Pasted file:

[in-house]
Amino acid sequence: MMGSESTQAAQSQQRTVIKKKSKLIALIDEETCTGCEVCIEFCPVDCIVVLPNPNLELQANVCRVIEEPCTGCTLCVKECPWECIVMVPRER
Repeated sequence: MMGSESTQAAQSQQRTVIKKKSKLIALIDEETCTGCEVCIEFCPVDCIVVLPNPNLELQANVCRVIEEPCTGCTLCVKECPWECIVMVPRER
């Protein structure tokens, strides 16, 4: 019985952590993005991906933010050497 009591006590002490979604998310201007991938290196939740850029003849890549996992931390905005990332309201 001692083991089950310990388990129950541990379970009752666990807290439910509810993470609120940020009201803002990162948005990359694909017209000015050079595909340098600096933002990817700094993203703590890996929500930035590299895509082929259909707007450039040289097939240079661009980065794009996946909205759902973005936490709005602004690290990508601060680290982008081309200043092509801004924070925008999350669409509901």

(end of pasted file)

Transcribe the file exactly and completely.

[in-house]
Amino acid sequence: MMGSESTQAAQSQQRTVIKKKSKLIALIDEETCTGCEVCIEFCPVDCIVVLPNPNLELQANVCRVIEEPCTGCTLCVKECPWECIVMVPRER
Repeated sequence: MMGSESTQAAQSQQRTVIKKKSKLIALIDEETCTGCEVCIEFCPVDCIVVLPNPNLELQANVCRVIEEPCTGCTLCVKECPWECIVMVPRER
């Protein structure tokens, strides 16, 4: 019985952590993005991906933010050497 009591006590002490979604998310201007991938290196939740850029003849890549996992931390905005990332309201 001692083991089950310990388990129950541990379970009752666990807290439910509810993470609120940020009201803002990162948005990359694909017209000015050079595909340098600096933002990817700094993203703590890996929500930035590299895509082929259909707007450039040289097939240079661009980065794009996946909205759902973005936490709005602004690290990508601060680290982008081309200043092509801004924070925008999350669409509901």